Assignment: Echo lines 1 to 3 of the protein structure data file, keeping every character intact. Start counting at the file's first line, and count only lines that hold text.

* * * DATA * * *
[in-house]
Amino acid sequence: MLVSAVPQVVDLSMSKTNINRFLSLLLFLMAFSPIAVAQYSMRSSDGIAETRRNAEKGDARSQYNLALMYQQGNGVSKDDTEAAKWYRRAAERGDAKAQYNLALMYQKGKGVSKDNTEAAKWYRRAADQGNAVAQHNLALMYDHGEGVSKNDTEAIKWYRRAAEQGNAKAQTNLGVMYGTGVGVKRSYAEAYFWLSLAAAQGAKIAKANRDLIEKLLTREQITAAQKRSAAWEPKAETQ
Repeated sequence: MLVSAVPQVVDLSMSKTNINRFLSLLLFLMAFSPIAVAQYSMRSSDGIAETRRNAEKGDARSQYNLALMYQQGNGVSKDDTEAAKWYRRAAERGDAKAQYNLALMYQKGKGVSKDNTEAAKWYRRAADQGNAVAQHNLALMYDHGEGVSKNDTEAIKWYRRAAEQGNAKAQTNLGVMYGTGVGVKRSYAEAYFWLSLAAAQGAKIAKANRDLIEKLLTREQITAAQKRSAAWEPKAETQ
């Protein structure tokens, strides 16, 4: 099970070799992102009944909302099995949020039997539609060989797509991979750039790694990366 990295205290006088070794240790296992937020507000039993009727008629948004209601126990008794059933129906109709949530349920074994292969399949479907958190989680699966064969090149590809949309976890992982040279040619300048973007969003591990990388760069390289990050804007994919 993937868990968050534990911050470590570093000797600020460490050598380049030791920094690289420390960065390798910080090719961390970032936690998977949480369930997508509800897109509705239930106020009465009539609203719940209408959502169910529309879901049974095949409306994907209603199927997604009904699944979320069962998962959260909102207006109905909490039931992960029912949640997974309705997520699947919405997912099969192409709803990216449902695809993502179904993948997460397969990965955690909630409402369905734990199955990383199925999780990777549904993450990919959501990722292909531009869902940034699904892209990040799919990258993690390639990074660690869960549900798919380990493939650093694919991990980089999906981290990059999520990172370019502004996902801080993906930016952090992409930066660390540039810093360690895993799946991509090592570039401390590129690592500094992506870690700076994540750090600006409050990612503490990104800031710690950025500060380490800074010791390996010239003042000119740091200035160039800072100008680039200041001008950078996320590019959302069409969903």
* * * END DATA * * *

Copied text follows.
[in-house]
Amino acid sequence: MLVSAVPQVVDLSMSKTNINRFLSLLLFLMAFSPIAVAQYSMRSSDGIAETRRNAEKGDARSQYNLALMYQQGNGVSKDDTEAAKWYRRAAERGDAKAQYNLALMYQKGKGVSKDNTEAAKWYRRAADQGNAVAQHNLALMYDHGEGVSKNDTEAIKWYRRAAEQGNAKAQTNLGVMYGTGVGVKRSYAEAYFWLSLAAAQGAKIAKANRDLIEKLLTREQITAAQKRSAAWEPKAETQ
Repeated sequence: MLVSAVPQVVDLSMSKTNINRFLSLLLFLMAFSPIAVAQYSMRSSDGIAETRRNAEKGDARSQYNLALMYQQGNGVSKDDTEAAKWYRRAAERGDAKAQYNLALMYQKGKGVSKDNTEAAKWYRRAADQGNAVAQHNLALMYDHGEGVSKNDTEAIKWYRRAAEQGNAKAQTNLGVMYGTGVGVKRSYAEAYFWLSLAAAQGAKIAKANRDLIEKLLTREQITAAQKRSAAWEPKAETQ